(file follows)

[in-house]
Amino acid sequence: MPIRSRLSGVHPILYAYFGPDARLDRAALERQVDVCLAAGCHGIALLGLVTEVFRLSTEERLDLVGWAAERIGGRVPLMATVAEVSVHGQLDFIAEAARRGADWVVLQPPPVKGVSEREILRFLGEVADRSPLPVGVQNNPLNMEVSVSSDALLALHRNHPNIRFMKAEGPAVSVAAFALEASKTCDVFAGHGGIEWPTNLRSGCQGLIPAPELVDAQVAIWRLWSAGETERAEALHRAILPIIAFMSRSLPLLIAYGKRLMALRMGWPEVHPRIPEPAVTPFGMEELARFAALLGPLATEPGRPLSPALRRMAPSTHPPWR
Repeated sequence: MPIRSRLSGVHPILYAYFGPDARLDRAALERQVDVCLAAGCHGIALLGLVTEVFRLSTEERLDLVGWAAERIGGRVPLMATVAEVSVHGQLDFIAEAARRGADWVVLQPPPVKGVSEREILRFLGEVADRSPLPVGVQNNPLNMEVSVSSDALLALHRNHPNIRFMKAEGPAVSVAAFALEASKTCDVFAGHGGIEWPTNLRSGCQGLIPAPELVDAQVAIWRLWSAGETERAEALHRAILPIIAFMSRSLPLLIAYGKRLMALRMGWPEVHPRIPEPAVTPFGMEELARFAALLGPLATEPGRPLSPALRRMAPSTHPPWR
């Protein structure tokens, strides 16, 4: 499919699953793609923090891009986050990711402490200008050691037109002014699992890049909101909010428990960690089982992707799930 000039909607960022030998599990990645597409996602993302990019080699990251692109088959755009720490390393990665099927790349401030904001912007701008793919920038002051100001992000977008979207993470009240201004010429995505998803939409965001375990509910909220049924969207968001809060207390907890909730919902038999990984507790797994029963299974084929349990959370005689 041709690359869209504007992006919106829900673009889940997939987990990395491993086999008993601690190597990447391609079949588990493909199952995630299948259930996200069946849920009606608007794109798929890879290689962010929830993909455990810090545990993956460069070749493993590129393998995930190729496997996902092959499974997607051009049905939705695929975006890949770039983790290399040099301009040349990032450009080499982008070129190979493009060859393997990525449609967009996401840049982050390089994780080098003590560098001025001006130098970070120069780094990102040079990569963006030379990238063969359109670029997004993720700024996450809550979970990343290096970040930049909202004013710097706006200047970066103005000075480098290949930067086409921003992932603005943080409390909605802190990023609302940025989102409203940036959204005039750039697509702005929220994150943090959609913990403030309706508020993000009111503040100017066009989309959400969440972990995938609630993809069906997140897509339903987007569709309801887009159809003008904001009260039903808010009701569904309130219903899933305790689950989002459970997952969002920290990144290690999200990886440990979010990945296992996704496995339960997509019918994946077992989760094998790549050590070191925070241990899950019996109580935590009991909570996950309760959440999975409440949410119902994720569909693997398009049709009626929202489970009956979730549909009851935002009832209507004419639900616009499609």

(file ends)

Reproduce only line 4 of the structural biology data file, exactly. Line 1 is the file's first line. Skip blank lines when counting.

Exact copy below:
């Protein structure tokens, strides 16, 4: 499919699953793609923090891009986050990711402490200008050691037109002014699992890049909101909010428990960690089982992707799930 000039909607960022030998599990990645597409996602993302990019080699990251692109088959755009720490390393990665099927790349401030904001912007701008793919920038002051100001992000977008979207993470009240201004010429995505998803939409965001375990509910909220049924969207968001809060207390907890909730919902038999990984507790797994029963299974084929349990959370005689 041709690359869209504007992006919106829900673009889940997939987990990395491993086999008993601690190597990447391609079949588990493909199952995630299948259930996200069946849920009606608007794109798929890879290689962010929830993909455990810090545990993956460069070749493993590129393998995930190729496997996902092959499974997607051009049905939705695929975006890949770039983790290399040099301009040349990032450009080499982008070129190979493009060859393997990525449609967009996401840049982050390089994780080098003590560098001025001006130098970070120069780094990102040079990569963006030379990238063969359109670029997004993720700024996450809550979970990343290096970040930049909202004013710097706006200047970066103005000075480098290949930067086409921003992932603005943080409390909605802190990023609302940025989102409203940036959204005039750039697509702005929220994150943090959609913990403030309706508020993000009111503040100017066009989309959400969440972990995938609630993809069906997140897509339903987007569709309801887009159809003008904001009260039903808010009701569904309130219903899933305790689950989002459970997952969002920290990144290690999200990886440990979010990945296992996704496995339960997509019918994946077992989760094998790549050590070191925070241990899950019996109580935590009991909570996950309760959440999975409440949410119902994720569909693997398009049709009626929202489970009956979730549909009851935002009832209507004419639900616009499609």